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New Course Development: Biomechanics And Biomaterials For Mechanical Engineering Students

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2008 Annual Conference & Exposition


Pittsburgh, Pennsylvania

Publication Date

June 22, 2008

Start Date

June 22, 2008

End Date

June 25, 2008



Conference Session

Mechanical Engineering Poster Session

Tagged Division

Mechanical Engineering

Page Count


Page Numbers

13.928.1 - 13.928.8



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Paper Authors


Anca Sala Baker College

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ANCA L. SALA, Assistant Professor, is Chair of the Mechanical Engineering Department at Baker College. Dr. Sala coordinates several engineering and technology programs, is actively involved in teaching and developing engineering curriculum, and leads the ABET accreditation activities in the department. She is a member of ASEE, ASME, and OSA.

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NOTE: The first page of text has been automatically extracted and included below in lieu of an abstract

New Course Development: Biomechanics and Biomaterials for Mechanical Engineering Students


Based on an ABET recommendation for our undergraduate Mechanical Engineering program, and interest from students a new course was developed to introduce Mechanical Engineering students to the topics of Biomechanics and Biomaterials. The course was designed from the beginning to include hands-on activities for students in addition to traditional format lectures. In- depth analyses of various human movements were performed by students using specialized computer software capable of computing and displaying kinematic and dynamic quantities of interest. The movements analyzed included students’ own movements recorded during class with a camcorder and processed with the dedicated software. Students also had access to a library of previously recorded human motions provided with the software. The second part of the course was dedicated to biomaterials and their applications in medicine.

Recording and analyzing a human movement were part of a project completed by students as a course requirement. Students were also asked to research a biomaterial of their choice and describe its properties and medical applications in a scholarly paper. Finally students prepared presentations summarizing the analysis project and the biomaterial paper that were given to the entire class during the final class session.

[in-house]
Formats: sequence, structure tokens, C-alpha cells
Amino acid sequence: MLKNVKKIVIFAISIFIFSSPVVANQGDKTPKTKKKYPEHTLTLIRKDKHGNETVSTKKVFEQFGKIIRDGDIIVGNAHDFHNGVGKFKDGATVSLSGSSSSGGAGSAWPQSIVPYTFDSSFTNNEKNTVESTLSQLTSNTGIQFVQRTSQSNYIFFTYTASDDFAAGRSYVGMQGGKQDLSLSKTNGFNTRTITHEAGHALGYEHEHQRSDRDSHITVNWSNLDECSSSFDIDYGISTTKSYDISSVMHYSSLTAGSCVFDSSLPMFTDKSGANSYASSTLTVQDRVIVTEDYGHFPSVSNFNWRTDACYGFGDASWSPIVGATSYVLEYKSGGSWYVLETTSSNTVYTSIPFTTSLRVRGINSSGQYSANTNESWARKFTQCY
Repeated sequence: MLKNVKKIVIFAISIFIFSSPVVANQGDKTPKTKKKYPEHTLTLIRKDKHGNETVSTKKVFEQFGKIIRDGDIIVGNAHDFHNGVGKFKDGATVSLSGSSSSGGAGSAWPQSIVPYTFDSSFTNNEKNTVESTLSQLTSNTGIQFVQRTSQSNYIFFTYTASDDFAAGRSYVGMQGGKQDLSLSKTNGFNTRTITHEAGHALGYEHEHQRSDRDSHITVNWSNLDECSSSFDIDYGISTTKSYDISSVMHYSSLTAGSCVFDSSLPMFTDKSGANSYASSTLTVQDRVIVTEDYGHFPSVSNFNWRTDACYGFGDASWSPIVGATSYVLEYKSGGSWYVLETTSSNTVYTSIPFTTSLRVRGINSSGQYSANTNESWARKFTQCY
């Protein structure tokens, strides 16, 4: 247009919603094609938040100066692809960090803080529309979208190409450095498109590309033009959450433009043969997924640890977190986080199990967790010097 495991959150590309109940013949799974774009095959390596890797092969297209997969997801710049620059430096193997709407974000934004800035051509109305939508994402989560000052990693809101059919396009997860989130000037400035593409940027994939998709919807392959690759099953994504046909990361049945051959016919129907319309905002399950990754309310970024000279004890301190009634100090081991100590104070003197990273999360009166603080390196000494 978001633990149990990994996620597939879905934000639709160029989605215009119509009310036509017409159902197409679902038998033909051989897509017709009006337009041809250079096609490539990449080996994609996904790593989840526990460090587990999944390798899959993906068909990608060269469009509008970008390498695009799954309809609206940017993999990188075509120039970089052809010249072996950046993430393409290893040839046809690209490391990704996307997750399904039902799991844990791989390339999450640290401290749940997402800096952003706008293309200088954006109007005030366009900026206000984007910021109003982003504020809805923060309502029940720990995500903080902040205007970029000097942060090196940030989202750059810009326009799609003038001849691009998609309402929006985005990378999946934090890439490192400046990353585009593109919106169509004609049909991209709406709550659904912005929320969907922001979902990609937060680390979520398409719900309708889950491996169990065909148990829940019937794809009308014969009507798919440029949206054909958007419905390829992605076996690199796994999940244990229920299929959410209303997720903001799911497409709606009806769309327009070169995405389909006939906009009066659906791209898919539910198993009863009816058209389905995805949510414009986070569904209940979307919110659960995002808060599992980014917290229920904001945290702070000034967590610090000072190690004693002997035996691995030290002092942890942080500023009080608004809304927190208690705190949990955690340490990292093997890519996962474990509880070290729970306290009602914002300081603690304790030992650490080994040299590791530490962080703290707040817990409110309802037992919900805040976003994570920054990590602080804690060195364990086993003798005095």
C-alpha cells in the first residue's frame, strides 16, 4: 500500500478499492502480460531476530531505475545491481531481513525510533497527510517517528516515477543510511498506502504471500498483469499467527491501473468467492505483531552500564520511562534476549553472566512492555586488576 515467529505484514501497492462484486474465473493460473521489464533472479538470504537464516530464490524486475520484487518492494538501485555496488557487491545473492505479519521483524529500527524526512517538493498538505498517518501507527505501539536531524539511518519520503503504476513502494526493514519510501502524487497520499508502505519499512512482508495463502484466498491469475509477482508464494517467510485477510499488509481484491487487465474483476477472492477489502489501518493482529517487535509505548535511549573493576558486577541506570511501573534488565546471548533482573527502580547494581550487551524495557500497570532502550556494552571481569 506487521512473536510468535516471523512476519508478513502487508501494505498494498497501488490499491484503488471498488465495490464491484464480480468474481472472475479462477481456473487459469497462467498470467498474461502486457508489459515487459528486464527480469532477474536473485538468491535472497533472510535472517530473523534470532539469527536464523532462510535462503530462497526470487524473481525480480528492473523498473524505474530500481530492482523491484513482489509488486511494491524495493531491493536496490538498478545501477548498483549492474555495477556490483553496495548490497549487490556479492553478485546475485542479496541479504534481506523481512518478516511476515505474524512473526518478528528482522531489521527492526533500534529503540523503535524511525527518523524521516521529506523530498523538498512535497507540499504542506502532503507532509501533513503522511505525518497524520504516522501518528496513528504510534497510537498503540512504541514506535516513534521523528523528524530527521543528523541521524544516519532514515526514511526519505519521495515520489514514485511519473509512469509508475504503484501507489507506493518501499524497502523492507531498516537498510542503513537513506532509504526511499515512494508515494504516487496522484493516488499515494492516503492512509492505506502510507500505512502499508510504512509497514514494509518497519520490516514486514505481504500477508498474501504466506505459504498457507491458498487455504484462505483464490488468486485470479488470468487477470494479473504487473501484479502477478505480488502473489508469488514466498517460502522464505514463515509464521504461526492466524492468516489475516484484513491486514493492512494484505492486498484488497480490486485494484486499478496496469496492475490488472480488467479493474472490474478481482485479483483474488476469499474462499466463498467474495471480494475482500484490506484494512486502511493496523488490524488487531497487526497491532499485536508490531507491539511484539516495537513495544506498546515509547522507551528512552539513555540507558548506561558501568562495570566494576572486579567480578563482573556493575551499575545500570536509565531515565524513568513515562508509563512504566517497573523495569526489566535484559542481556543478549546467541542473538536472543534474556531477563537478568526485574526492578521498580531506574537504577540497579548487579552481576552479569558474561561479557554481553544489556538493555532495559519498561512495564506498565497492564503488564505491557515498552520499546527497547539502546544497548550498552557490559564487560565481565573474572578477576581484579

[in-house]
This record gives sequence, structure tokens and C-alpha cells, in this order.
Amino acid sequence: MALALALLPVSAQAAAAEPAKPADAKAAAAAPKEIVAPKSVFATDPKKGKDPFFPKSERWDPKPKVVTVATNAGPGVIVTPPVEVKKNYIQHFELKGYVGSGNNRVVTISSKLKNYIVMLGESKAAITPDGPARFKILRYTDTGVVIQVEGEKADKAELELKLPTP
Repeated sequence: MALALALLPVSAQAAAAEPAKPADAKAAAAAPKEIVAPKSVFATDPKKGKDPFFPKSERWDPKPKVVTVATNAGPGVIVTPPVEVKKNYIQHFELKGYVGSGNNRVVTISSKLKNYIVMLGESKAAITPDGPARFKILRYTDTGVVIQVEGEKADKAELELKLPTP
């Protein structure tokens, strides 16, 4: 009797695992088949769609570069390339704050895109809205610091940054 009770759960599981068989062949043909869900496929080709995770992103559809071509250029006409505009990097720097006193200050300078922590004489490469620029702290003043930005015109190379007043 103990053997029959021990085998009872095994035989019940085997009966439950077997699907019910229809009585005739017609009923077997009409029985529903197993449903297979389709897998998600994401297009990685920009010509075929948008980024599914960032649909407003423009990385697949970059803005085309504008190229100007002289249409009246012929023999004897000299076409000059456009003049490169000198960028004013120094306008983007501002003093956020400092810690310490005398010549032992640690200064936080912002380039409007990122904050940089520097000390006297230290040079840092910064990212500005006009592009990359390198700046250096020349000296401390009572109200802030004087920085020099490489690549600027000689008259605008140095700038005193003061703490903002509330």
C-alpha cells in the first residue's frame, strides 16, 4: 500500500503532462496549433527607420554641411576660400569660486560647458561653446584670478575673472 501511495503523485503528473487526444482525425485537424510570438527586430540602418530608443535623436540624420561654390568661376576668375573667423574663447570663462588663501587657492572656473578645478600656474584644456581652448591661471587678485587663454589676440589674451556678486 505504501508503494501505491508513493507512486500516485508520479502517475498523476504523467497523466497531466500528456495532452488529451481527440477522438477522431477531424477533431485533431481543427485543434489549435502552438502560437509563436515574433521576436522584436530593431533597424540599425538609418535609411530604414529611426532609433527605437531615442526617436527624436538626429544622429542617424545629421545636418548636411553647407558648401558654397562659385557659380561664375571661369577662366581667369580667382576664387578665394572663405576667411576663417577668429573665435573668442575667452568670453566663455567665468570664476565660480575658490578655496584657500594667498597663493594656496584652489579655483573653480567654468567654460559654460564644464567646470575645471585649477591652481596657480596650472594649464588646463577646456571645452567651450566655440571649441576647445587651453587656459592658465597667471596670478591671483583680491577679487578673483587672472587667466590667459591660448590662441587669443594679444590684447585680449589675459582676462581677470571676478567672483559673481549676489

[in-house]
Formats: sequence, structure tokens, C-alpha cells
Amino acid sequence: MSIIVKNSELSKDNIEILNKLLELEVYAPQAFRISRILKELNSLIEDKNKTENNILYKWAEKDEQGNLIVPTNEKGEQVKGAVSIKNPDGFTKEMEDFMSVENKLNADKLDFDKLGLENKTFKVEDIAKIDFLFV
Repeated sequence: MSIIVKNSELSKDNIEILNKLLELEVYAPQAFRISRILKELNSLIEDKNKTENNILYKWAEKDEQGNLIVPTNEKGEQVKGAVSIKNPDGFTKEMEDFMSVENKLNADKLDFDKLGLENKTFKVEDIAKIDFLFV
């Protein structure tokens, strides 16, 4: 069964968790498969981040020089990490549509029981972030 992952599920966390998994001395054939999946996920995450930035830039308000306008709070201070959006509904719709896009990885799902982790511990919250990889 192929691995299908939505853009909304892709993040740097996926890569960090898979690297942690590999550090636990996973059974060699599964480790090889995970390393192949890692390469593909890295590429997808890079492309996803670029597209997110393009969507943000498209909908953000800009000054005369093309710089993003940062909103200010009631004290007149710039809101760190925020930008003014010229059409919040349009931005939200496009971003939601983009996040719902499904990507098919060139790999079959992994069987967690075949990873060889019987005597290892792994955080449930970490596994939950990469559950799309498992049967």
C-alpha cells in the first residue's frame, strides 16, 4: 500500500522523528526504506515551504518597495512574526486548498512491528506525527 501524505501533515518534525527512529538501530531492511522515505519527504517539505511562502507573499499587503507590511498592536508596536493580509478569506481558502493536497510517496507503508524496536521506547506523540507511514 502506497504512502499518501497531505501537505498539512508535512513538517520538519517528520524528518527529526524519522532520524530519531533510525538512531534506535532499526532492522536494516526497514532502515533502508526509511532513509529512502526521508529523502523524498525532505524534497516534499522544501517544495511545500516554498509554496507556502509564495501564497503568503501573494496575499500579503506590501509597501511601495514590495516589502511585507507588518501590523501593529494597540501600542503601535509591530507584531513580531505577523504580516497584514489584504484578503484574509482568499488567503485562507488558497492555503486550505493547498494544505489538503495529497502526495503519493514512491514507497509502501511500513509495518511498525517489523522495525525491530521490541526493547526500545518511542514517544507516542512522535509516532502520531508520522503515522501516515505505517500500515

From the first time the course was taught, it was well received by the students, who participated enthusiastically in the applied portions of the course. Creating our own library of motions for analysis, and adding a laboratory experiments component are some of the future goals for the course.

1. Introduction

Exposing our undergraduate Mechanical Engineering students to wider engineering topics, and specifically to Biomedical Engineering, was one recommendation made to us by ABET as part of the continuous improvement process of our program. Biomedical Engineering is an area of high growth according to the U.S. Department of Labor projections data for 2006-20161. In response to this continued demand, many Biomedical Engineering programs have been added in universities across the United States. In addition, Biomedical Engineering is taught as part of the curriculum of other engineering disciplines as well2, benefiting the students not only through the new knowledge they acquire in the area, but also through its essentially multidisciplinary aspects and wide range of applications.

At our institution we chose to introduce Mechanical Engineering students to the Biomedical Engineering area through a first course on Biomechanics and Biomaterials, both topics closely related to subjects in the Mechanical Engineering program. Biomechanics is a popular topic of study in undergraduate engineering at numerous universities, requiring fairly inexpensive computer software and laboratory equipment3.

Sala, A. (2008, June), New Course Development: Biomechanics And Biomaterials For Mechanical Engineering Students Paper presented at 2008 Annual Conference & Exposition, Pittsburgh, Pennsylvania. 10.18260/1-2--3586

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